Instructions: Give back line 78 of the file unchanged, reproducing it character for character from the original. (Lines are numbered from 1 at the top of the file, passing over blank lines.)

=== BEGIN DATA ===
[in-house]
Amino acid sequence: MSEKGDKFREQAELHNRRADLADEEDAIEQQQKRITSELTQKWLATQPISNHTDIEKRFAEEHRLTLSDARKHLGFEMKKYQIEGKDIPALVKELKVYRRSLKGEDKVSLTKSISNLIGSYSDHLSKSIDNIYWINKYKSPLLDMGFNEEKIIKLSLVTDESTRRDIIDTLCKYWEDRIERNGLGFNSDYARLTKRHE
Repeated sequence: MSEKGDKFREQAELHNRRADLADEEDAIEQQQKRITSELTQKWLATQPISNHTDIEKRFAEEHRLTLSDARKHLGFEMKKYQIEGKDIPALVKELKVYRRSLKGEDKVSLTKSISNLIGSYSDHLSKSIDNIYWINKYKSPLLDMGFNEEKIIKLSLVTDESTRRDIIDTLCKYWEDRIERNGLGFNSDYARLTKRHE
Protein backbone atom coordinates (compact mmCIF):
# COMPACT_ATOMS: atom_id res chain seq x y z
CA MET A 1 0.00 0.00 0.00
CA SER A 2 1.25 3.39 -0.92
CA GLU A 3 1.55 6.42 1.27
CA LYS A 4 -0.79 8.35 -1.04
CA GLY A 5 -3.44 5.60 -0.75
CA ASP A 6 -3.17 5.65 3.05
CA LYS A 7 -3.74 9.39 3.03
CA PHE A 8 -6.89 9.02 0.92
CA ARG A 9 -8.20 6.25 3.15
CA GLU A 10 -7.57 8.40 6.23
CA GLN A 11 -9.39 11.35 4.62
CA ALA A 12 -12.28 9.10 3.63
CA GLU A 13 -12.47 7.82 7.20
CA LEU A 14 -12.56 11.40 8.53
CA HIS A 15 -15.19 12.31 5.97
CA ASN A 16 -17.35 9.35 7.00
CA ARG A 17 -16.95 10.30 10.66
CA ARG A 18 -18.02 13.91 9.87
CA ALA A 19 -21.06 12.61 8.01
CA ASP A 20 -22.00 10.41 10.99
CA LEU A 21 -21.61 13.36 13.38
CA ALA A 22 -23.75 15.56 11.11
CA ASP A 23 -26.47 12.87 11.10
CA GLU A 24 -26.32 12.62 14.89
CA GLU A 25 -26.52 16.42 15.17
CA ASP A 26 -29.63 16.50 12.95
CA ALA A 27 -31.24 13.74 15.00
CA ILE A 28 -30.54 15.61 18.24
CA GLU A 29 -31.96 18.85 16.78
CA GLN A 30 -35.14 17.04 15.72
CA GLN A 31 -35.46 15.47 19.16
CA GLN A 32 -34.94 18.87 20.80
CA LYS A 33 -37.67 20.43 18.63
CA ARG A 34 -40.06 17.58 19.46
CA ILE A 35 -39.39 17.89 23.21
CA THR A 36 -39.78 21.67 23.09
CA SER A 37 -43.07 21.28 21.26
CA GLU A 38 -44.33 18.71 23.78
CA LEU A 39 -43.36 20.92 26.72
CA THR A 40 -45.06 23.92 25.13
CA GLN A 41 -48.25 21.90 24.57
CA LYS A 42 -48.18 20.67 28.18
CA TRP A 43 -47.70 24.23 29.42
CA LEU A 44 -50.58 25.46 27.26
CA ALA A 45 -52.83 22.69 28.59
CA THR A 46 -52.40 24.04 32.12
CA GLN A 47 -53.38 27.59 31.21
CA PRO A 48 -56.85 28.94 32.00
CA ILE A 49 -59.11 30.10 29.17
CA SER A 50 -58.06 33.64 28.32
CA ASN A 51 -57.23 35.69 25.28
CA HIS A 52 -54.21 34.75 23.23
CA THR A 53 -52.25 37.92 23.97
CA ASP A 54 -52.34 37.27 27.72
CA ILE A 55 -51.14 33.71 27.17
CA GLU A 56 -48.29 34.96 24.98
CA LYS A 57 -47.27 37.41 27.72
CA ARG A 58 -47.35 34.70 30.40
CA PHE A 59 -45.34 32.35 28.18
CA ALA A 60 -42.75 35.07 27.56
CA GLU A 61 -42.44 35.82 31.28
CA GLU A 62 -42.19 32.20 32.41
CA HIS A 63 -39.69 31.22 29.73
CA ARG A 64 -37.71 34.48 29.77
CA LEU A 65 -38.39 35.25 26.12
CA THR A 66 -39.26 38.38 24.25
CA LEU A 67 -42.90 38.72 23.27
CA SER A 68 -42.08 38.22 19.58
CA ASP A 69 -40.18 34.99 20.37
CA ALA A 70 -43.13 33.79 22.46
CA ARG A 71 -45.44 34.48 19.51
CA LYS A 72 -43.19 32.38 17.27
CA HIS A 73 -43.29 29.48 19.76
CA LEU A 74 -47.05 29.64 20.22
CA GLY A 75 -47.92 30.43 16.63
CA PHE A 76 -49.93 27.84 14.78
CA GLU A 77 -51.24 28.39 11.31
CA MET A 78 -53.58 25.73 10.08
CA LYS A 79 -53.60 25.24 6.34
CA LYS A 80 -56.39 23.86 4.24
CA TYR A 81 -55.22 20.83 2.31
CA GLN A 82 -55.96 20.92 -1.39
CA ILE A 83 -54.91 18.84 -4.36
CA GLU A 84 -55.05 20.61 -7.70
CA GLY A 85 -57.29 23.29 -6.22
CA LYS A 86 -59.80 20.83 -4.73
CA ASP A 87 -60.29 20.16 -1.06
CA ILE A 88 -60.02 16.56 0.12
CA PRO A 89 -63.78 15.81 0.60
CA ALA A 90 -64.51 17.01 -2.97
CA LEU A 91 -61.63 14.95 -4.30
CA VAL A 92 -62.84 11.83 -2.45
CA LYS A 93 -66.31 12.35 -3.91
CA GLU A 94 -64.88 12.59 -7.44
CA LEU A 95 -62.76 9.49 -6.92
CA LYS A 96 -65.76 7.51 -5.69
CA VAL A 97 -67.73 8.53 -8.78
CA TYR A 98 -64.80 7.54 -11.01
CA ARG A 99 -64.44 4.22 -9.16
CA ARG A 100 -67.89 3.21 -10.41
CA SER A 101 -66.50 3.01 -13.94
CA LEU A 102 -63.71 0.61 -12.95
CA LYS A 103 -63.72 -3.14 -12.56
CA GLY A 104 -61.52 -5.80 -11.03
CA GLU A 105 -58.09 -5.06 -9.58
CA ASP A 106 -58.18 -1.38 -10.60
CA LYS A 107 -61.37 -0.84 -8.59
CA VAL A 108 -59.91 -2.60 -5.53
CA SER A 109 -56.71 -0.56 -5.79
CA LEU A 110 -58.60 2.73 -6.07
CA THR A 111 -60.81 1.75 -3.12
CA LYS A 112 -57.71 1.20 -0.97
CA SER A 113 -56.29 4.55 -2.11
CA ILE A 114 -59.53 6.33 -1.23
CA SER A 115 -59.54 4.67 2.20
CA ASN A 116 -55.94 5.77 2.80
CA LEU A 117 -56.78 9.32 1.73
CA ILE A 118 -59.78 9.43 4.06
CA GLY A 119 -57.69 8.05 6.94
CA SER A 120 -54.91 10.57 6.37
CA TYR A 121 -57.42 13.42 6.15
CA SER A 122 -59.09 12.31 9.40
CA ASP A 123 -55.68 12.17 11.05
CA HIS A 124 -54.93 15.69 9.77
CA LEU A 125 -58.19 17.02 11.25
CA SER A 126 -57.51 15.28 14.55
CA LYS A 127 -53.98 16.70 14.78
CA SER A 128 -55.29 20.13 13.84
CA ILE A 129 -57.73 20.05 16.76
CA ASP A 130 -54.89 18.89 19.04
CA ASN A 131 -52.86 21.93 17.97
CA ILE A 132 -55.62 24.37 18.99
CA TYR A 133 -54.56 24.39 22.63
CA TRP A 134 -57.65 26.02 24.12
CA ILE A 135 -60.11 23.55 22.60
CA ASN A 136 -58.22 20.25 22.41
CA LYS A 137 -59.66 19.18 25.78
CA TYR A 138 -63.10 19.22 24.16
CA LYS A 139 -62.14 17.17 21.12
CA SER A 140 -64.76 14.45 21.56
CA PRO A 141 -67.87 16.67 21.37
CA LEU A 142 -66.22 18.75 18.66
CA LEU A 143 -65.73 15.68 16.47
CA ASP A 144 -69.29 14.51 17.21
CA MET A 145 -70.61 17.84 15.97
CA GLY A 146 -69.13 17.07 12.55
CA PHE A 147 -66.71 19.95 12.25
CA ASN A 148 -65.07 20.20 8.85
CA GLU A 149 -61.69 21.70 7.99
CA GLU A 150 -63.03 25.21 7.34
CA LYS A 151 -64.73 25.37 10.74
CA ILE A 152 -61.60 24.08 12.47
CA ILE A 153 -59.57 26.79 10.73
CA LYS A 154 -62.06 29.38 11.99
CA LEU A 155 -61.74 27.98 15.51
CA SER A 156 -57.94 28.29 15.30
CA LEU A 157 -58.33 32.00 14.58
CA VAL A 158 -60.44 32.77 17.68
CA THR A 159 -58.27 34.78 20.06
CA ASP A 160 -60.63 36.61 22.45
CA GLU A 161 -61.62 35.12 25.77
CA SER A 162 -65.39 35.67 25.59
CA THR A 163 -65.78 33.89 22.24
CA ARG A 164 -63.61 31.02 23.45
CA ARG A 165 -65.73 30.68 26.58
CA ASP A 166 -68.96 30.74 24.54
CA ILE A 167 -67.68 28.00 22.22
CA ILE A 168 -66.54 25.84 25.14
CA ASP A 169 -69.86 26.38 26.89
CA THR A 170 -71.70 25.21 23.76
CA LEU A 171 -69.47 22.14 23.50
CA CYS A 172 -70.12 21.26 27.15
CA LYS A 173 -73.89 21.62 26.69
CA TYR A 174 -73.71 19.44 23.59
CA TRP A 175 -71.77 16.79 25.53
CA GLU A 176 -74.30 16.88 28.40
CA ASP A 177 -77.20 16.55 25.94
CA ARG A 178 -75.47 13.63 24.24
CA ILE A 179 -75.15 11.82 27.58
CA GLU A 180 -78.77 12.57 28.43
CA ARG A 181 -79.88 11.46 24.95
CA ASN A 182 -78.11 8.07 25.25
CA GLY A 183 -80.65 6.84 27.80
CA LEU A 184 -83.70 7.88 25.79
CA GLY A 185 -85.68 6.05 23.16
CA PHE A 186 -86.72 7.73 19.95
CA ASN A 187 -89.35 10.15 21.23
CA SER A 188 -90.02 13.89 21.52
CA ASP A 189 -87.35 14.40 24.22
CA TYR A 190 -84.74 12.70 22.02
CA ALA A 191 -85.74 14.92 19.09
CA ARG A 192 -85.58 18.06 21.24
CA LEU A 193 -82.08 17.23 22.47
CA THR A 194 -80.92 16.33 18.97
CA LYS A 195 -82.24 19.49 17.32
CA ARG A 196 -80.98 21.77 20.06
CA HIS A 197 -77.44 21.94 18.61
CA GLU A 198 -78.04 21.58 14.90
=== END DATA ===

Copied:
CA HIS A 73 -43.29 29.48 19.76